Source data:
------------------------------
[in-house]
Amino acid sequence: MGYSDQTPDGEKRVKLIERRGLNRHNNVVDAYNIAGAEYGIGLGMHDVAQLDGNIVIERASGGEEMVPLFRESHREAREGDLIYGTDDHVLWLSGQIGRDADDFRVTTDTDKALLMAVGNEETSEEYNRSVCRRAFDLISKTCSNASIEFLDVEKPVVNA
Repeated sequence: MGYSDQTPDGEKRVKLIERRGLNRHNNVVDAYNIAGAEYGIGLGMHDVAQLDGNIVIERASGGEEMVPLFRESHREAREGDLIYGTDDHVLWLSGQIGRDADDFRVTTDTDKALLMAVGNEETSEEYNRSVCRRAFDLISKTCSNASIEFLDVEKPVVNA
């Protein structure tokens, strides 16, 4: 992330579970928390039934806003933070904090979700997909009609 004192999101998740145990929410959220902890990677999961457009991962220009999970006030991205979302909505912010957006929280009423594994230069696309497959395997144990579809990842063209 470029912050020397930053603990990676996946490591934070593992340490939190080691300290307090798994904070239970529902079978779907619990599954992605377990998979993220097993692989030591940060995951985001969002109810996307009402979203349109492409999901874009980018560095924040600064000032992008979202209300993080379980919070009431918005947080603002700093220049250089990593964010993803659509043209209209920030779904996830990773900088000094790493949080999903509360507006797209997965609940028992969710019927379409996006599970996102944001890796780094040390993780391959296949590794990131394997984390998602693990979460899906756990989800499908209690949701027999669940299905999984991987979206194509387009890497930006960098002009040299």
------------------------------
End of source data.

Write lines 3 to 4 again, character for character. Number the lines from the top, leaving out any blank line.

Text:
Repeated sequence: MGYSDQTPDGEKRVKLIERRGLNRHNNVVDAYNIAGAEYGIGLGMHDVAQLDGNIVIERASGGEEMVPLFRESHREAREGDLIYGTDDHVLWLSGQIGRDADDFRVTTDTDKALLMAVGNEETSEEYNRSVCRRAFDLISKTCSNASIEFLDVEKPVVNA
């Protein structure tokens, strides 16, 4: 992330579970928390039934806003933070904090979700997909009609 004192999101998740145990929410959220902890990677999961457009991962220009999970006030991205979302909505912010957006929280009423594994230069696309497959395997144990579809990842063209 470029912050020397930053603990990676996946490591934070593992340490939190080691300290307090798994904070239970529902079978779907619990599954992605377990998979993220097993692989030591940060995951985001969002109810996307009402979203349109492409999901874009980018560095924040600064000032992008979202209300993080379980919070009431918005947080603002700093220049250089990593964010993803659509043209209209920030779904996830990773900088000094790493949080999903509360507006797209997965609940028992969710019927379409996006599970996102944001890796780094040390993780391959296949590794990131394997984390998602693990979460899906756990989800499908209690949701027999669940299905999984991987979206194509387009890497930006960098002009040299």